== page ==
London Shakespeare Lecture 10th Anniversary Series

Celebrating the 10th anniversary of the Notre Dame London Shakespeare lecture, this discussion explores a variety of topics such as marketing Shakespeare through movie trailers and Shakespeare programs designed for the incarcerated, differently abled, or disadvantaged.
Feb 25, 2024

TOP 10 LEARNING MOMENTS

  1. This series of panels seek to redefine what 21st century Shakespeare in performance can mean for different specialized communities.
  2. For me, the important parts of Applied Shakespeare are about giving a voice to those people who are oppressed, who are marginalized, whom society chooses to or is unable to hear, or to communicate with. — Rowan Mackenzie
  3. I think Shakespeare’s very good for young people in terms of understanding nuance. I’ve been very struck having a young child, by the way in which fairy tales present people as either good or bad. My son often says to me, is he good or is he bad? And Shakespeare is becoming a really important thing for saying, well, actually people aren’t either good or bad. — Abigail Rokison-Woodall
  4. [Shakespeare] is global. Performed in virtually every language and country by people from all walks of life so that means he can accommodate all of us, whatever our skin color, gender, age, health, culture. — Janice Valls-Russell
  5. If you had to create a two-minute summary of Titus, I don’t know that one could do much better than this. — Peter Holland
  6. What better way to describe both Taymor’s Titus and perhaps Shakespeare’s Titus Andronicus than as a representation of ‘Decadence Lust Madness Passion Betrayal’? — Peter Holland
  7. On 17th November 1998 and for a while after, across the US and far beyond, people bought tickets at their local movie theaters with no interest in watching the movie that was playing but only in order to watch the trailer the first teaser-trailer for Star Wars Episode 1: The Phantom Menace. — Peter Holland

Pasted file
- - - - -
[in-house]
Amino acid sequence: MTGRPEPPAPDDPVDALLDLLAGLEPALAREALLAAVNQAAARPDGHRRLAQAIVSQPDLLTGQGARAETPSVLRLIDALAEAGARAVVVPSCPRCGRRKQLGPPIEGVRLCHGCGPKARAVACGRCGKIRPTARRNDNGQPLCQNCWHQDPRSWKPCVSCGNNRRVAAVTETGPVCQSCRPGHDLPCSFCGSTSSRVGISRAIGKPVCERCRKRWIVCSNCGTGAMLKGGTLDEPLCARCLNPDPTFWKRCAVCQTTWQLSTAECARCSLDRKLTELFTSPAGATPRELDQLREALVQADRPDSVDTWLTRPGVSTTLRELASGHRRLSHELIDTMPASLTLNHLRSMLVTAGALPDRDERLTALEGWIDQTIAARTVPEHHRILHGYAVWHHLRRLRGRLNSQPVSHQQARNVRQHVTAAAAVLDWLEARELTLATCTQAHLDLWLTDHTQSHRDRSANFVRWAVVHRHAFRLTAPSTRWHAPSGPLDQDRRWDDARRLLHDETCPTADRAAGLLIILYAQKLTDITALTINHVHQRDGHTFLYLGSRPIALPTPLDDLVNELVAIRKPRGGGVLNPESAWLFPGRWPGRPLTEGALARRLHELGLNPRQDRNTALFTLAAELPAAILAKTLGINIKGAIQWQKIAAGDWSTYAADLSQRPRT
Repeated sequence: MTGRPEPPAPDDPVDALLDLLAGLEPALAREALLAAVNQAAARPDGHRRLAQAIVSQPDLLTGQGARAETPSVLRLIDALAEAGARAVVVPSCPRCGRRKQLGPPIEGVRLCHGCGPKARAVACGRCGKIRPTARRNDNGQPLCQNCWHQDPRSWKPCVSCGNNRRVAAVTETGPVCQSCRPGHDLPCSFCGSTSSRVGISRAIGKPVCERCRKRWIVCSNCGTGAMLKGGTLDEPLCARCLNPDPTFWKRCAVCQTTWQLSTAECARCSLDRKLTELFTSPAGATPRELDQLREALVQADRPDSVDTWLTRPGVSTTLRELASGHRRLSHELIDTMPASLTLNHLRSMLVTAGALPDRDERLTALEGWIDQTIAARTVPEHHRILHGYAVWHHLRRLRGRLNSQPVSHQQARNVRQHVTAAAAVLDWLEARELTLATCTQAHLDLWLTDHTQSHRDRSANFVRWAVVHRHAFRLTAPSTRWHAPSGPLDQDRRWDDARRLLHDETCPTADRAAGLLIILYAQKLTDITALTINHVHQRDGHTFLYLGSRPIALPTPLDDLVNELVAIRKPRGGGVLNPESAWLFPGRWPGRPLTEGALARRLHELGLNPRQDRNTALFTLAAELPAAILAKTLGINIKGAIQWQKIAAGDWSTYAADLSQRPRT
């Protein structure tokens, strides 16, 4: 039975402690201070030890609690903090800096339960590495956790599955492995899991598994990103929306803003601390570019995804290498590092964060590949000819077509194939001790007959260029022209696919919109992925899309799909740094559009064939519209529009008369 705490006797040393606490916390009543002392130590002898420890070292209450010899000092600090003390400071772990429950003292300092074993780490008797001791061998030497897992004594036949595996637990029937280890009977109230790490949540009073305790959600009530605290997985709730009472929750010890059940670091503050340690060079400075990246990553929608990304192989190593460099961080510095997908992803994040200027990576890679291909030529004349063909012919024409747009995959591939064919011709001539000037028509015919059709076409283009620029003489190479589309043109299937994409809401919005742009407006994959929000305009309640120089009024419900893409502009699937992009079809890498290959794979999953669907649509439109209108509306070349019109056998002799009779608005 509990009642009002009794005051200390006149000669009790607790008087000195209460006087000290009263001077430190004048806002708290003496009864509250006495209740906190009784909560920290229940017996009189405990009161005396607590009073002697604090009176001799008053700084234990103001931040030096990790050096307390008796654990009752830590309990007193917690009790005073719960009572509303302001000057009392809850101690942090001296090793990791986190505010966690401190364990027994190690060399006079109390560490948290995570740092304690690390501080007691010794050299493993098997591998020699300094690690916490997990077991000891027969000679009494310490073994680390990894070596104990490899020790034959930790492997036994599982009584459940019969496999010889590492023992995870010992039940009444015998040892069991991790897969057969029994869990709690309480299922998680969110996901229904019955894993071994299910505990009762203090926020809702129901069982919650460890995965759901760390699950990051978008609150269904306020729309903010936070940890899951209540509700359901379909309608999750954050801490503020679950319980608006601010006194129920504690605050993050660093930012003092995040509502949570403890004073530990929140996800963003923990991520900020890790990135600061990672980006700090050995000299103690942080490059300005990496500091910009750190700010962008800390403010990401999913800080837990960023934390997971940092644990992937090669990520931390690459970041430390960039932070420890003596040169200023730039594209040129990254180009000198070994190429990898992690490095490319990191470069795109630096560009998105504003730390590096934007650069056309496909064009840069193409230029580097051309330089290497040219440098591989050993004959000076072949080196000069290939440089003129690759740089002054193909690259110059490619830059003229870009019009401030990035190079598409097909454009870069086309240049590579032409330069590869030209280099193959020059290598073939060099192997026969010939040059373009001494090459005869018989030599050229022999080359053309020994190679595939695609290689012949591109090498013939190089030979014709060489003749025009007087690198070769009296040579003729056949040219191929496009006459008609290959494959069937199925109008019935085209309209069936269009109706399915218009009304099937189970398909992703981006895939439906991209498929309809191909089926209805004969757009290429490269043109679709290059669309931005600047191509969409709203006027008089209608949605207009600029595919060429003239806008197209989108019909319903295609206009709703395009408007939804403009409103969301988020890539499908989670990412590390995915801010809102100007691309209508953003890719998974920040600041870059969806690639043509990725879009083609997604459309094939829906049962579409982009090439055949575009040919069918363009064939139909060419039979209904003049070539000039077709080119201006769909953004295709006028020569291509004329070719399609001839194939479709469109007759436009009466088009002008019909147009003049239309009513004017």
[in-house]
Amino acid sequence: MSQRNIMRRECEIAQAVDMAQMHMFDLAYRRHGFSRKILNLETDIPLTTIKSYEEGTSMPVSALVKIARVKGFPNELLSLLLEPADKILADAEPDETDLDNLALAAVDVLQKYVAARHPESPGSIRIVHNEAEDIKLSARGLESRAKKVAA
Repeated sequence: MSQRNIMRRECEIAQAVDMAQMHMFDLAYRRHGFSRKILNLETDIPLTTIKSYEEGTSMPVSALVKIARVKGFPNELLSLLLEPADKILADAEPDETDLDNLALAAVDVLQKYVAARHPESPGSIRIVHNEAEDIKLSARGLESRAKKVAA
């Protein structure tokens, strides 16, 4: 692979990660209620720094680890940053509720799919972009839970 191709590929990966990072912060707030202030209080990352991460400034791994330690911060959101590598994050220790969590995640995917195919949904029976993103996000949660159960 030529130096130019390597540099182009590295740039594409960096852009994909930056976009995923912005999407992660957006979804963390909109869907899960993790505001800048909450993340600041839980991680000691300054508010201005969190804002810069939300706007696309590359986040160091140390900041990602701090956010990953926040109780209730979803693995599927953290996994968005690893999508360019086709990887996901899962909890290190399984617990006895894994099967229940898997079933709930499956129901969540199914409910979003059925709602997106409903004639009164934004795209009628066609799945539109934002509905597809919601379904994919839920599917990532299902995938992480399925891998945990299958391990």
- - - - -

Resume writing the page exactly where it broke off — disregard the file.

8. There is a little scholarly work out there on the topic, of course, especially in Emma French’s 2006 monograph, Selling Shakespeare to Hollywood, with its focus on ‘what the manner in which Hollywood marketed Shakespeare, and Shakespeare was marketed to Hollywood, reveals about high/low hybridity in global consumer culture’. — Peter Holland
  9. If you think you know Shakespeare…Think again. — Peter Holland
  10. But what, finally, if there is no film? What would a trailer look like if there were nothing to see or hear that would be part of the finished product? Here’s an example: [See Trailer – Richard II] In the run-up to a ‘live from’ broadcast there is no film material to use. — Peter Holland

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Featured Speakers

Rev. James M. Lies, C.S.C., Senior Director, Academic Initiatives and Partnerships, London Global Gateway

Boika Sokolova, Adjunct Associate Professor, London Global Gateway

Peter Holland, Professor; McMeel Family Chair in Shakespeare Studies; Associate Dean for the Arts, University of Notre Dame

Sir Stanley Wells CBE, FRSL, Former Life Trustee (1975-2017); Former Chairman of the Shakespeare Birthplace Trust (1991-2011); Emeritus Professor of Shakespeare Studies, University of Birmingham; Honorary Emeritus Governor, Royal Shakespeare Theatre

Abigail Rokison-Woodall, Lecturer in Shakespeare and Theatre, Shakespeare Institute, University of Birmingham

Scott Jackson, Mary Irene Ryan Family Executive Director, University of Notre Dame

Rowan Mackenzie, Artistic Director, Shakespeare UnBard

Janice Valls-Russell, Principal Research Associate, France’s National Centre for Scientific Research (CNRS), Institute for Research on the Renaissance, the Neo-Classical Age, and the Enlightenment (IRCL), Université Paul Valéry, Montpellier (France)

Florence March, Professor in Renaissance and Restoration Drama, University Paul-Valéry, Montpellier (France); Director of the Institute for Research on the Renaissance, the Neo-Classical Age, and the Enlightenment (IRCL), French National Centre for Scientific Research (CNRS) and Université Paul-Valéry; Co-Editor-in-Chief, Cahiers Élisabéthains: A Journal of English Renaissance Studies

“[Shakespeare] is global. Performed in virtually every language and country by people from all walks of life so that means he can accommodate all of us, whatever our skin color, gender, age, health, culture.”

– Janice Valls-Russell